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Antigo Middle School

Grade Level
Middle School

Regular self-assessment helps schools and districts focus on areas for growth.

In the 2017 – 18 school year, Antigo Middle School took their Tiered Fidelity Inventory (TFI) and Staff Assessment Survey (SAS), which both uncovered a need to improve family and community engagement. 

Concurrently, a two-year plan to consolidate school buildings and realign grade levels was announced across the Unified School District of Antigo. The middle school would grow from serving grades 6 – 8 learners to grades 4 – 7 learners. The middle school PBIS leadership team felt it was the perfect time to focus on family and community engagement and add more chairs to the table for their growing rural school family.

For two years, they dug deep into the district’s family and community supports by focusing on the Parent Teacher Organization (PTO) systems. Each of the PTOs had a unique approach and process for how they served their school community. For example, some PTOs raised funds to send students to the state capital, while other students did not get the same opportunity. “We want to provide equitable opportunities for all students,” said Heather McCann, associate principal.  

Paying particular attention to caregiver input

During 2018-19, they held district-wide PTO open forum meetings to discuss school community needs through an equity lens. They looked for specific indicators tied to equity, examined the current functions of the PTOs, and documented discrepancies across the buildings.

“Through the open forum conversations, we thought it best to create some uniformity,” McCann said.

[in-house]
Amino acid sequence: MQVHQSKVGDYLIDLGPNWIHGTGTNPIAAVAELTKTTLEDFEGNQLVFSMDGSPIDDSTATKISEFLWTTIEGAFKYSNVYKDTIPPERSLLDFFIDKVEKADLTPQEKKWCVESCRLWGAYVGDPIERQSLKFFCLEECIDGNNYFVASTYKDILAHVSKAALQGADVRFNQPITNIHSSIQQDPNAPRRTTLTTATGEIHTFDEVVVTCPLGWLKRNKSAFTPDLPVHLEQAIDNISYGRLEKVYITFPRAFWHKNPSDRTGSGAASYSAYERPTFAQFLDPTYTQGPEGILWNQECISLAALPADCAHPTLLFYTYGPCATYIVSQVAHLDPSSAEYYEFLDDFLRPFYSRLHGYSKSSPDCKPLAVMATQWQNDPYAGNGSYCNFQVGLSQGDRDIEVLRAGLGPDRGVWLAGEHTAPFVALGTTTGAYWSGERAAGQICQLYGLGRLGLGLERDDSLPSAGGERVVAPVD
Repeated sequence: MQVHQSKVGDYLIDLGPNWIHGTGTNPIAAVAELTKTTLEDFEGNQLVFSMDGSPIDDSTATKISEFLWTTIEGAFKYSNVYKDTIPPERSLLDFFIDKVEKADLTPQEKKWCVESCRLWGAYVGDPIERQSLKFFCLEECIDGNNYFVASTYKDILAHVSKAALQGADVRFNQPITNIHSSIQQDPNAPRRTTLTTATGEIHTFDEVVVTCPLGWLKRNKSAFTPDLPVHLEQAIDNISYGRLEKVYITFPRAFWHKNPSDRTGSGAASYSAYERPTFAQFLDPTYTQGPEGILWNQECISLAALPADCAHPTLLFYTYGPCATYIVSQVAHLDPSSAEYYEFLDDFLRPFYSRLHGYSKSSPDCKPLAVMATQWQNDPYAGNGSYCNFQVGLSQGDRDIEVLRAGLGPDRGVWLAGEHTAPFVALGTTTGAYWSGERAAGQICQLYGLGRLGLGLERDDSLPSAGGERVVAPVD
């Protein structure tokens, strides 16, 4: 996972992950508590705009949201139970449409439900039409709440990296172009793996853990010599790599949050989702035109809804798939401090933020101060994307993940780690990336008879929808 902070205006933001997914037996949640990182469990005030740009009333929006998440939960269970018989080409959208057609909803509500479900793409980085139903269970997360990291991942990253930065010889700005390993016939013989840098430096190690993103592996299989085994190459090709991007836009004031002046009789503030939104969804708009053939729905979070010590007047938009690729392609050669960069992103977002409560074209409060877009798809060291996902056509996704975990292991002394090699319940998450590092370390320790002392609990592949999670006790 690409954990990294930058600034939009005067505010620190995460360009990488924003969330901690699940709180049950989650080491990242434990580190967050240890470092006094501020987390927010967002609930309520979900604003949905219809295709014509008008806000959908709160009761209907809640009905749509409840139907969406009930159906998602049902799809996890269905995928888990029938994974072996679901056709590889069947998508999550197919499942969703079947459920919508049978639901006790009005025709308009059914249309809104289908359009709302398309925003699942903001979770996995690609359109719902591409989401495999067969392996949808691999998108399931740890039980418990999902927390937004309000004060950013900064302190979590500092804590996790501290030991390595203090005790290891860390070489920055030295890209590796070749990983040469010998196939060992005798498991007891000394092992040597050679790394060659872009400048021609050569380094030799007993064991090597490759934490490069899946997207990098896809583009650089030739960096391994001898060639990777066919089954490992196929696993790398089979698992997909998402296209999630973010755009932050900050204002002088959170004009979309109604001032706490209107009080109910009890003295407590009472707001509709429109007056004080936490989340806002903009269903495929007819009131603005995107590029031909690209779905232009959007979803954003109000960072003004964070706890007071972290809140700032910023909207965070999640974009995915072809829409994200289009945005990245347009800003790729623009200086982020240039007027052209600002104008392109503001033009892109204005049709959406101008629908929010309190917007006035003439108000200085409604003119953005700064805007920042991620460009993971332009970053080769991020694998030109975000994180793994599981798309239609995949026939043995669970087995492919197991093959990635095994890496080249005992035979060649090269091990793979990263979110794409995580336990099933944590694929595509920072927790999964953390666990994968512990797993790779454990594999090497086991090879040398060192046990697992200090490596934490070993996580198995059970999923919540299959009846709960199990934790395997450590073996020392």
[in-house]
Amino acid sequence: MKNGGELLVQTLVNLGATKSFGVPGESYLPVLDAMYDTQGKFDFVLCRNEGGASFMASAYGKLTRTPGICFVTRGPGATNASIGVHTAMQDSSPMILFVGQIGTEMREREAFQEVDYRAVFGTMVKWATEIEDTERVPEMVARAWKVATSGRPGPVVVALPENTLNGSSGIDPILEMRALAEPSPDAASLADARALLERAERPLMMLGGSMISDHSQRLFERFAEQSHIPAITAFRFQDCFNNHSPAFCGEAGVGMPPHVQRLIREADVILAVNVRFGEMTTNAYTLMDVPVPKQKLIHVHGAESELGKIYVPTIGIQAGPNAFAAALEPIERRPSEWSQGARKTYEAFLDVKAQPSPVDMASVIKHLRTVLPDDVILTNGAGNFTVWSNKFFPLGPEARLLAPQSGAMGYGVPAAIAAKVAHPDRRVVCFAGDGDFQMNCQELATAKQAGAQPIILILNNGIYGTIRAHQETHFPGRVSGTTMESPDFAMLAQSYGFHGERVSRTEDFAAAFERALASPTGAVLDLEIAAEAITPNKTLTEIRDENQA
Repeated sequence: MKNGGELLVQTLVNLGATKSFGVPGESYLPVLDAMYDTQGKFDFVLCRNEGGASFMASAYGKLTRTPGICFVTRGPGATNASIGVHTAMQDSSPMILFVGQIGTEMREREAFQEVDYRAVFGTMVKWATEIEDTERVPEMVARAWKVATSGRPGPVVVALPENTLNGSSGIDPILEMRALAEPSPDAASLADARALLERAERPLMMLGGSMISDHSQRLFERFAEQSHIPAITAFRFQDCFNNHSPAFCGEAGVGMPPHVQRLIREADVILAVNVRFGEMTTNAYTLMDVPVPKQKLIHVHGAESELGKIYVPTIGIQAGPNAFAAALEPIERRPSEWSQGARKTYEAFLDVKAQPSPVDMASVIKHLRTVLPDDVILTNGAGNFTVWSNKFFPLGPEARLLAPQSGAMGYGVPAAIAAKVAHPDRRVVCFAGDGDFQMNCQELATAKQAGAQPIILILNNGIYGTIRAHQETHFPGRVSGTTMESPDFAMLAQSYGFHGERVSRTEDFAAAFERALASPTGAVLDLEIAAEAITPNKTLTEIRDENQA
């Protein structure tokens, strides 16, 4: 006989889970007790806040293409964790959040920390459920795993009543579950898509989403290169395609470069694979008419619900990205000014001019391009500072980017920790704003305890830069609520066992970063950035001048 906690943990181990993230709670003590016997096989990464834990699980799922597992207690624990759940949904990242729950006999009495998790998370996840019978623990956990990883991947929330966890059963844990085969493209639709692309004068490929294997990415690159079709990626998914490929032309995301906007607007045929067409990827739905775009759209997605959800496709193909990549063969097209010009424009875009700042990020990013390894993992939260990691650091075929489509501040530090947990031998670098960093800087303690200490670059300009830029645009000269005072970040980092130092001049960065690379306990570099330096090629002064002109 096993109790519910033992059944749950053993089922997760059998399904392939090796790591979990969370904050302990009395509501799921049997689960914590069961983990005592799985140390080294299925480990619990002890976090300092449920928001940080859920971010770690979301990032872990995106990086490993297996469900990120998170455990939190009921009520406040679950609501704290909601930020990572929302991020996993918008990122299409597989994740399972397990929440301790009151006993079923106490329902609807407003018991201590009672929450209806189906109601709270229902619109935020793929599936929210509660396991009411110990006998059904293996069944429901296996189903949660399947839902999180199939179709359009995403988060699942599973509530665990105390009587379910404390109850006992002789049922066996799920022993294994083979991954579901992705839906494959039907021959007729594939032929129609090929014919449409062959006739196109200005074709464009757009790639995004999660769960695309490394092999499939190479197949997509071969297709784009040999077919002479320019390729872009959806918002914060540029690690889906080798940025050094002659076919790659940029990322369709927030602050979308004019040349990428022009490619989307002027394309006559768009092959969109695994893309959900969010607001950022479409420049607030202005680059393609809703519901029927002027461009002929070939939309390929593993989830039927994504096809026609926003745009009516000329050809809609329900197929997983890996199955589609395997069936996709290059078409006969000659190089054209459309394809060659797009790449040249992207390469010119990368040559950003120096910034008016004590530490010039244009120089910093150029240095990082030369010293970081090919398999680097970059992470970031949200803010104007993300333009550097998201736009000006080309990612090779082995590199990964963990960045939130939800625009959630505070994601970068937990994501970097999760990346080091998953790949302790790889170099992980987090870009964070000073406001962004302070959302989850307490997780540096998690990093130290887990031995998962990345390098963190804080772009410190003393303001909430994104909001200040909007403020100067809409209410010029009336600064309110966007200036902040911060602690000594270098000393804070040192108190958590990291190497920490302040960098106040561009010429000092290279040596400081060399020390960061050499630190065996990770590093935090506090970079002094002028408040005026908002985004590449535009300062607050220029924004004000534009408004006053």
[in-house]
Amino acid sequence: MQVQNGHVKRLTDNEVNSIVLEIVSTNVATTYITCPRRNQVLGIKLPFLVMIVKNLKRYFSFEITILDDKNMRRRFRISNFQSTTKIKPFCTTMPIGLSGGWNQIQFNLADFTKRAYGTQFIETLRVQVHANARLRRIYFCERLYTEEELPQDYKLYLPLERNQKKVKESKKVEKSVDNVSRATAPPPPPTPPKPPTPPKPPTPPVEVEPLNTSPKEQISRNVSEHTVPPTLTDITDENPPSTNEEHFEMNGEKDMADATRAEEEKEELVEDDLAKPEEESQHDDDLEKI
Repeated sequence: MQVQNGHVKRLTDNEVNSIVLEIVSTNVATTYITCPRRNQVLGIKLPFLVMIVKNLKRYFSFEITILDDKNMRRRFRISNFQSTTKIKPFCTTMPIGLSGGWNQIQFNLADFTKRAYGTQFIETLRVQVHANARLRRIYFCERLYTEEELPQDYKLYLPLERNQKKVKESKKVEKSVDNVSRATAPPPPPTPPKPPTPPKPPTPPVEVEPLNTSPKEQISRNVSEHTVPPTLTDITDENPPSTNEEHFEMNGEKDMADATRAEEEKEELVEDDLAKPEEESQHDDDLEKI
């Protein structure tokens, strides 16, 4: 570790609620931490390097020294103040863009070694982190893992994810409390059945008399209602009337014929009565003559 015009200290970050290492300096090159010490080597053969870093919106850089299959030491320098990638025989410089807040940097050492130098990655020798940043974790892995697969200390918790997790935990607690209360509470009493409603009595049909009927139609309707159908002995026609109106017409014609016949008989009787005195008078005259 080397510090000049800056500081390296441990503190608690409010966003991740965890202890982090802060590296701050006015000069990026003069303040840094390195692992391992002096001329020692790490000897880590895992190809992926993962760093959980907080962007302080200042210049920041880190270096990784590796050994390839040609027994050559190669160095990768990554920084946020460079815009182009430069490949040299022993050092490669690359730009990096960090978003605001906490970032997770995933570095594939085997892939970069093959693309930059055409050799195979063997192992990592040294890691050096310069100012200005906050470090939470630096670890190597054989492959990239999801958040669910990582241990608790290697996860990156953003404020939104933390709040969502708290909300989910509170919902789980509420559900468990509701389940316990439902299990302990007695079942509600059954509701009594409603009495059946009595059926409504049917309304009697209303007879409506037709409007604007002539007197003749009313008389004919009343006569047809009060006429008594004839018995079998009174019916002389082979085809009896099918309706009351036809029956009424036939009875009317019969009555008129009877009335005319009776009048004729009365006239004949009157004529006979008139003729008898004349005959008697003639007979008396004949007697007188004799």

A determination was reached to form one, unified organization based around partnerships with all administration, staff, and caregivers invited to participate. Caregivers is the equitable term given to representatives who care for students when they are not in school. This thought leadership moved away from the organization being a source of financial funding to one which builds strong partnerships.

“Every child needs a champion”

In the summer of 2018, six school staff members and four caregivers from each school met intensively to develop the new organization. They were responsible for the why (vision and mission), agendas, requests, and communication channels that would sustainably support all schools, students, and caregivers.

“Communication was well executed between the team and the administrators, central office, and school board during the transition,” said McCann, which would ultimately lead to successful adoption of the new organization. 

When it came to discussing finances before the consolidation, each PTO independently decided what they wanted to do with their individual funds. Every PTO in the district donated their PTO money to the new organization. Coined CHAMPS, Caregivers Helping and Motivating Partnerships in Schools program, the revision of the previous PTO systems was now designed to collectively leverage partnerships from all schools within the district.

High impact

Family and community engagement activities are rated from low impact to high impact. Five years ago, Antigo Middle family engagement activities were portrayed in the resource as low impact strategies. All their assessment data was telling them there was a need to improve their family and community engagement. Now, they are engaging in high impact activities across the district and starting to see entry points to refining their processes.